We asked, they answered: A bit of feedback from the govt. about travel agents and the bailout, and one agent’s 5-point plan

We asked, they answered: A bit of feedback from the govt. about travel agents and the bailout, and one agent’s 5-point plan

TORONTO — Knowing that travel agents and commission recalls are on the radar for the federal government amid the airline bailout talks – and hearing from ACTA that it’s a matter of ‘how’, not ‘if’, commissions will be protected – is a significant light at the end of the tunnel after a very long 11 months for Canada’s travel agents.

As reported yesterday, ACTA is currently in talks with the Ministry of Finance. The Ministry of Finance has taken over the airline industry bailout file from the Ministry of Transport. “Our talks have moved on from asking that travel agents and travel agencies be protected from commission recalls, to HOW to achieve that in whatever aid package is arrived at,” said ACTA President Wendy Paradis yesterday. “We are very encouraged by this and it is becoming clear that negotiations are at a critical stage and that decisions are expected very soon.”

Now feedback sent to Travelweek from the Office of the Deputy Prime Minister and Minister of Finance, has underscored that positive news.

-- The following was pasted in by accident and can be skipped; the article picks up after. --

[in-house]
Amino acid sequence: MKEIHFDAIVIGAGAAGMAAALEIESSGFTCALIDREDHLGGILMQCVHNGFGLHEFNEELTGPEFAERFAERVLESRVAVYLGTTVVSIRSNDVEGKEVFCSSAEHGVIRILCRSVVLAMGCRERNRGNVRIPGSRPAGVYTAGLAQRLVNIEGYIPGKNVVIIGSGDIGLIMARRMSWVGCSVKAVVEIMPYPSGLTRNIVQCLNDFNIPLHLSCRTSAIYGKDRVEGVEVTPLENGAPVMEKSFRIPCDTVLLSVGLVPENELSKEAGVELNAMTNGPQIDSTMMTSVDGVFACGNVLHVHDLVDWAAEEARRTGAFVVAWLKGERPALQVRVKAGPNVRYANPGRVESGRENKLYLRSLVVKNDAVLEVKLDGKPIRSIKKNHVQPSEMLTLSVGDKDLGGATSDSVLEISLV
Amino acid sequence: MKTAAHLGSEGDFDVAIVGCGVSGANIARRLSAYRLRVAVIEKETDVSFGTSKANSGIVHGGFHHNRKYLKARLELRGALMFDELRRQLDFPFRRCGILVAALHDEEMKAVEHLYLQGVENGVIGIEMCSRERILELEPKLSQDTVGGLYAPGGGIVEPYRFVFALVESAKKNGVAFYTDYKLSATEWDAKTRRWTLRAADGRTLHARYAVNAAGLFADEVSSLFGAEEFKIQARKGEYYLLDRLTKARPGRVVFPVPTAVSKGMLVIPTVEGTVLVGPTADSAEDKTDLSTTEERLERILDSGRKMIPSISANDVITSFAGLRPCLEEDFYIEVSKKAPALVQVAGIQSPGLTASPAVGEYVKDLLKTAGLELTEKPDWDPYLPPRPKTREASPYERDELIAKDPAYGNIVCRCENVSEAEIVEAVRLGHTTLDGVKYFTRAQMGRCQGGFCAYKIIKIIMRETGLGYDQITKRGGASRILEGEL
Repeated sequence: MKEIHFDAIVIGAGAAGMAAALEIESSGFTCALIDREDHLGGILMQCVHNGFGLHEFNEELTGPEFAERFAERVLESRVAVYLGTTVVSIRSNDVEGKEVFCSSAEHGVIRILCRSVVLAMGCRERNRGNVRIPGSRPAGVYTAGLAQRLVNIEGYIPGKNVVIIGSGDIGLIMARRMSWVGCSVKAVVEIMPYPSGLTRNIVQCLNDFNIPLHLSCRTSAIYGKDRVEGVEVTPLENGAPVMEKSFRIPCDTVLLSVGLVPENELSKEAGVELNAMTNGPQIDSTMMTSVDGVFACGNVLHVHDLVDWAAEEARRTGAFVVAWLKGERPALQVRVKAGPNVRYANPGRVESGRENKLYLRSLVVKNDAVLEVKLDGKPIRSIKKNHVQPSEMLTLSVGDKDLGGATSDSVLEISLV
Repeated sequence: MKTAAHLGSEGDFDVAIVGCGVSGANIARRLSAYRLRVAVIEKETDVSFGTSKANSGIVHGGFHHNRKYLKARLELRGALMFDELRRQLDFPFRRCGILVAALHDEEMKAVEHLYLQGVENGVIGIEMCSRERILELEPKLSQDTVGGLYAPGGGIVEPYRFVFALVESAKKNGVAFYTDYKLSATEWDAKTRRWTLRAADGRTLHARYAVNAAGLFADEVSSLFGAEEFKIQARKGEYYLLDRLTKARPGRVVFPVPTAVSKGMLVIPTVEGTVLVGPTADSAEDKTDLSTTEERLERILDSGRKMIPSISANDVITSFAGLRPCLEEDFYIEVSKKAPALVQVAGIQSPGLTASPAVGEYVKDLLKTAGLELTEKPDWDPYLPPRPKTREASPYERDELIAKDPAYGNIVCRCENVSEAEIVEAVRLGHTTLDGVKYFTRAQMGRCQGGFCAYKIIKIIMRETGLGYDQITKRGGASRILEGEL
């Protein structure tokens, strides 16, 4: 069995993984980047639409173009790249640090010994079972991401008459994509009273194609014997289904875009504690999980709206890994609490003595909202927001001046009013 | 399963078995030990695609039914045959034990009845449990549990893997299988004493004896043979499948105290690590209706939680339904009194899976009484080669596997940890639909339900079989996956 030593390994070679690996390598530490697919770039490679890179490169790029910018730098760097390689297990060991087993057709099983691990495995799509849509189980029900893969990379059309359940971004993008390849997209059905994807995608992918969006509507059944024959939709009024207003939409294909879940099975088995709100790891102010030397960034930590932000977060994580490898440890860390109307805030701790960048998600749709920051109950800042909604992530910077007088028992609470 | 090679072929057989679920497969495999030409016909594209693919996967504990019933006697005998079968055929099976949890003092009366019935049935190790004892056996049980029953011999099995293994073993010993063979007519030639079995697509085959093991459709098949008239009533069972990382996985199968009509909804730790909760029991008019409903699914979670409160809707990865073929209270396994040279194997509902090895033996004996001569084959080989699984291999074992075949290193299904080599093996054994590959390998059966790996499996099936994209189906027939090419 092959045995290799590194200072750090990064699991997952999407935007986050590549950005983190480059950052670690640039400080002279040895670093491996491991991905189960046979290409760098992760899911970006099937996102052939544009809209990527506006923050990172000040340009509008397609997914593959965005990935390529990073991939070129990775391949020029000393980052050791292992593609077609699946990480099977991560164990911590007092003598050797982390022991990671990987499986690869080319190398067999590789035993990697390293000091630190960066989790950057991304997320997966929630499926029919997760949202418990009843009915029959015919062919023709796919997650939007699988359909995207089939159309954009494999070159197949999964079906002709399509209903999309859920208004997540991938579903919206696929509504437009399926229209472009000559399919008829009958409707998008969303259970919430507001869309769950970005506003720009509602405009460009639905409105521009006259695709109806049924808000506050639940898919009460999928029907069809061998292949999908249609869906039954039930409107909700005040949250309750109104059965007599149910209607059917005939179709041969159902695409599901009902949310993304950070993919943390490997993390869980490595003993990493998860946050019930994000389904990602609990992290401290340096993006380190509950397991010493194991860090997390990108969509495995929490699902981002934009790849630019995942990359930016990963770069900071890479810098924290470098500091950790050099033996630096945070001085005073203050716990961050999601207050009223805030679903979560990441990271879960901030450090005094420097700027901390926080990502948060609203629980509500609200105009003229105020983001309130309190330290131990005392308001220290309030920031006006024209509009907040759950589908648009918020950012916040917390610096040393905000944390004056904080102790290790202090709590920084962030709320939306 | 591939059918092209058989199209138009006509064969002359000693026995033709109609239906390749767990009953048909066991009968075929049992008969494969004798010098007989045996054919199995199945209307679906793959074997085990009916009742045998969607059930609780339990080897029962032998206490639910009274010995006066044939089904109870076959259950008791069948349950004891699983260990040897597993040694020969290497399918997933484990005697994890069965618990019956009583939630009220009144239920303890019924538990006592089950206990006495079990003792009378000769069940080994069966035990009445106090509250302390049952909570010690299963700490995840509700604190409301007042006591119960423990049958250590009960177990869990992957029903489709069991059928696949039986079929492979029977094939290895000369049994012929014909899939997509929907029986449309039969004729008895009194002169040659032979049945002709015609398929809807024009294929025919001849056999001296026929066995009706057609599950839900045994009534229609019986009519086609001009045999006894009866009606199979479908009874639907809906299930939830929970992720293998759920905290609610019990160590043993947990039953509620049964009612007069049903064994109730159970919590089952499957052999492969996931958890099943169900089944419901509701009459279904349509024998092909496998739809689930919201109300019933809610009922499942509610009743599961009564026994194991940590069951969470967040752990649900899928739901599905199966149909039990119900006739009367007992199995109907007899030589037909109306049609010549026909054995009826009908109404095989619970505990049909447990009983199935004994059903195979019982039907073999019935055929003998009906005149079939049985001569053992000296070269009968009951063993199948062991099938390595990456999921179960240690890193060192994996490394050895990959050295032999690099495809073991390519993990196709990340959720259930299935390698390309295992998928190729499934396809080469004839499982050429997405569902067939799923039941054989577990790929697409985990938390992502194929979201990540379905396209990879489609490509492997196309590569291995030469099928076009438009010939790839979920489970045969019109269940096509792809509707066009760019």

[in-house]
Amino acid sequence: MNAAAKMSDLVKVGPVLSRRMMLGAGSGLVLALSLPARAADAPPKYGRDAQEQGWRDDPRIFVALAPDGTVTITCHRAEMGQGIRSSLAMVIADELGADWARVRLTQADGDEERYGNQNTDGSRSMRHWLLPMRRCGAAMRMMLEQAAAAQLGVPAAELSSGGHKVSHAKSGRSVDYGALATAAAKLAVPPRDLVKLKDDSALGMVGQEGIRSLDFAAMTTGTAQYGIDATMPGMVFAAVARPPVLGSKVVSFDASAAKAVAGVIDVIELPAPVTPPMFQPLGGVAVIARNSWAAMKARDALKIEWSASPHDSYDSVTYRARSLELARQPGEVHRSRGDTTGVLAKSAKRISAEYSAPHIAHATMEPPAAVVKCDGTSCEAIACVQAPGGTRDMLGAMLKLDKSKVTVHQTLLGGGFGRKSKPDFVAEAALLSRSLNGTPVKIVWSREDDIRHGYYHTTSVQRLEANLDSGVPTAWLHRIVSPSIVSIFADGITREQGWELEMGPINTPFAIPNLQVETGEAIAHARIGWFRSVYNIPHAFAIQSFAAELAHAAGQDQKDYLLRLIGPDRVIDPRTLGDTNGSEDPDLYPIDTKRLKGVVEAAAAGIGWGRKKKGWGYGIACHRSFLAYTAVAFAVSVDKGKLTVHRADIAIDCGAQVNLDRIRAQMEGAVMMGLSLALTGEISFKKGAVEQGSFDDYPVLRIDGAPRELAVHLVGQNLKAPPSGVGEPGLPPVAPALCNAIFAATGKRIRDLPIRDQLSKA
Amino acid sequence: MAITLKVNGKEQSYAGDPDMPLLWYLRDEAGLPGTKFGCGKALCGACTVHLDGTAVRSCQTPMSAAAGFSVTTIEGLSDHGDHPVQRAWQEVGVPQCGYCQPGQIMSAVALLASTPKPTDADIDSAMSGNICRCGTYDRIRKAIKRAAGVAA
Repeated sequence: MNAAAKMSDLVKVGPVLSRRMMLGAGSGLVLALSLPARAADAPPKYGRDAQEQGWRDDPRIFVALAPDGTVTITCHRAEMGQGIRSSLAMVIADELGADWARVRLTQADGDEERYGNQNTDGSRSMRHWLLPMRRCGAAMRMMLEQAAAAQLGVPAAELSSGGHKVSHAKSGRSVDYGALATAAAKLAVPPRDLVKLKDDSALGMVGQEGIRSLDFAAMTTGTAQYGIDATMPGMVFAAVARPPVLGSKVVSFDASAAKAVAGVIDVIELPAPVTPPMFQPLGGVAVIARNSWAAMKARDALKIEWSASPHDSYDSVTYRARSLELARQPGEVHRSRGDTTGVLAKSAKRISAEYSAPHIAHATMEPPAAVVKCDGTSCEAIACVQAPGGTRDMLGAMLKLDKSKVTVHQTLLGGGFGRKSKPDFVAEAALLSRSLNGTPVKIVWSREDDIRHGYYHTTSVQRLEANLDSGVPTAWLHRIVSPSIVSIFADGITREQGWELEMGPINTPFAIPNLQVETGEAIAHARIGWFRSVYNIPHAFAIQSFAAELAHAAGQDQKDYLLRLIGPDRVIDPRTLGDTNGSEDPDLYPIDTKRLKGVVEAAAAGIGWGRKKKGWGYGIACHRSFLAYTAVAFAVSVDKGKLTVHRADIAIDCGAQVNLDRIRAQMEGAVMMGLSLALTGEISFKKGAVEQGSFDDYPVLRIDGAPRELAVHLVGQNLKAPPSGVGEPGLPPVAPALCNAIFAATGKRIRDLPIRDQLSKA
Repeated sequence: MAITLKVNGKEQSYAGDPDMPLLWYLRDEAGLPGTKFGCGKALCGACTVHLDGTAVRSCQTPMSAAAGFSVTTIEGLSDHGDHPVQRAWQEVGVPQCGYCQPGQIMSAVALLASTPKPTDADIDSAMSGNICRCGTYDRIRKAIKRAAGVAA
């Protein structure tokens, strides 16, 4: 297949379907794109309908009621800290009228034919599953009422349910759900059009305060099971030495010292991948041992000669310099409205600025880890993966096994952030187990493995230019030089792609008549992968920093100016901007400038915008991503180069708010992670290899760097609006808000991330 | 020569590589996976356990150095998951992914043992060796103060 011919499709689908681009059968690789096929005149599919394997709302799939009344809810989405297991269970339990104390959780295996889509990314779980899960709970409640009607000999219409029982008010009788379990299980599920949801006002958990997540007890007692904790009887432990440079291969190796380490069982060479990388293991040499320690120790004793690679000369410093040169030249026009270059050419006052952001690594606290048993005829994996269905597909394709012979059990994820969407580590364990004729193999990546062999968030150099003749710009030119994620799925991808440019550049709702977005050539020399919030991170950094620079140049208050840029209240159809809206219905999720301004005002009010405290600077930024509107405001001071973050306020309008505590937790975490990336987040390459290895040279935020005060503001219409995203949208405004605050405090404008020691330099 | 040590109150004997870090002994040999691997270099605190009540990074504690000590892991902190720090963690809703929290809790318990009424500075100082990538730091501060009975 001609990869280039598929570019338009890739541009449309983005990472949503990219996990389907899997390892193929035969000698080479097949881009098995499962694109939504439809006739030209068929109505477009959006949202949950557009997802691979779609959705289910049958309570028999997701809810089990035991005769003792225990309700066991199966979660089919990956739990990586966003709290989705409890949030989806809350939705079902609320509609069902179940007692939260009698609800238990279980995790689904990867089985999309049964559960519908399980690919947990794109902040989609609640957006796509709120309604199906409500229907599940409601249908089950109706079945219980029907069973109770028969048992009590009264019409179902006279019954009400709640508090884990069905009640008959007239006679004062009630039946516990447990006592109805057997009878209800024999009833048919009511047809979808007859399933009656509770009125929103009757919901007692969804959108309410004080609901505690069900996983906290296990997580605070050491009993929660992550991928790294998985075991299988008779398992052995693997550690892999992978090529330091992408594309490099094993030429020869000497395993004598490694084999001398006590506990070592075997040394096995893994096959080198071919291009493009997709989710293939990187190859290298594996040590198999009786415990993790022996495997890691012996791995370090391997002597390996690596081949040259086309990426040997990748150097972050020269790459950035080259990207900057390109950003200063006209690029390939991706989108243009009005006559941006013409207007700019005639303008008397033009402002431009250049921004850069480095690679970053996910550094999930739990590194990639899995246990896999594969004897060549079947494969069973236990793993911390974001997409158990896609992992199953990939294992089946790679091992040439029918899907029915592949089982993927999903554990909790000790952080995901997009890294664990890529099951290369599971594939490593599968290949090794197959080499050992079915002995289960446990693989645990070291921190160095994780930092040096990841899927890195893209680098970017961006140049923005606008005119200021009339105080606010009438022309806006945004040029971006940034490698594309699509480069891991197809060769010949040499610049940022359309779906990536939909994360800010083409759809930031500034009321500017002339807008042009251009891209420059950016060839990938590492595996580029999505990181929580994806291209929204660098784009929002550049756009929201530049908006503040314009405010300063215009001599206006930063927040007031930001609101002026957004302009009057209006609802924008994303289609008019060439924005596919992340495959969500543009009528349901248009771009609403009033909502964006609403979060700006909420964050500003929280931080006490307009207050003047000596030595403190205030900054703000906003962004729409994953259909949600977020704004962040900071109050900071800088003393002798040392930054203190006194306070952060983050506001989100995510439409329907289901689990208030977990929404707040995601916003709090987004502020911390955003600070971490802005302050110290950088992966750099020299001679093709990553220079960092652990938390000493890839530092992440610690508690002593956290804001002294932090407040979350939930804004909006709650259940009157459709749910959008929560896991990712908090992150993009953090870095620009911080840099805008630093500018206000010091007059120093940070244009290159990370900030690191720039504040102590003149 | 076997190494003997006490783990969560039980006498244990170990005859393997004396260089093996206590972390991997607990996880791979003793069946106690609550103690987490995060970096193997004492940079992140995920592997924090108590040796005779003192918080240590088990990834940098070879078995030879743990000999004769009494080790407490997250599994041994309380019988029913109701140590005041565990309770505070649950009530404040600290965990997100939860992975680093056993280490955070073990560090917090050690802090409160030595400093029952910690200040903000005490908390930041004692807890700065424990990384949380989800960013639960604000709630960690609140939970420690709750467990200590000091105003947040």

Earlier this week we sent several questions about the bailout and travel agents to the federal government.

We wanted to know, with Canadian travel agents looking at potentially $200 million in recalled commissions in the face of mass refunds from Canada’s airlines due to the pandemic, what if anything is the federal government doing to protect travel agent commission as part of the airline bailout, one that’s contingent on refunds?

Says Katherine Cuplinskas, Press Secretary for the Office of the Deputy Prime Minister and Minister of Finance: “We remain committed to supporting Canadians airlines, people who work in the air sector, and travel agents who have been especially hard-hit during this unprecedented and difficult time.”

According to reports in the Globe and Mail, discussions between the airlines and the government to finalize the financial assistance package, first announced back in November 2020, are now in the home stretch.

Cuplinskas goes on to note that since the beginning of the pandemic, the air sector has received more than $1.7 billion in support through CEWS, and that in the Fall Economic Statement, more than $1 billion was committed in support for airports and smaller airlines.

“Any further taxpayer support will prioritize (1) refunding Canadians for cancelled flights; (2) retaining and reinstating regional routes in Canada; and (3) protecting jobs across the air sector. We continue to emphasize this in our ongoing conversations with the airlines. In a country as vast as Canada, it’s essential we maintain connections between people and our communities. Maintaining a vibrant, competitive Canadian air sector and Canadian airlines is a priority,” says Cuplinskas, reiterating the federal government’s messaging since talk of a potential bailout began back on Nov. 8, 2020.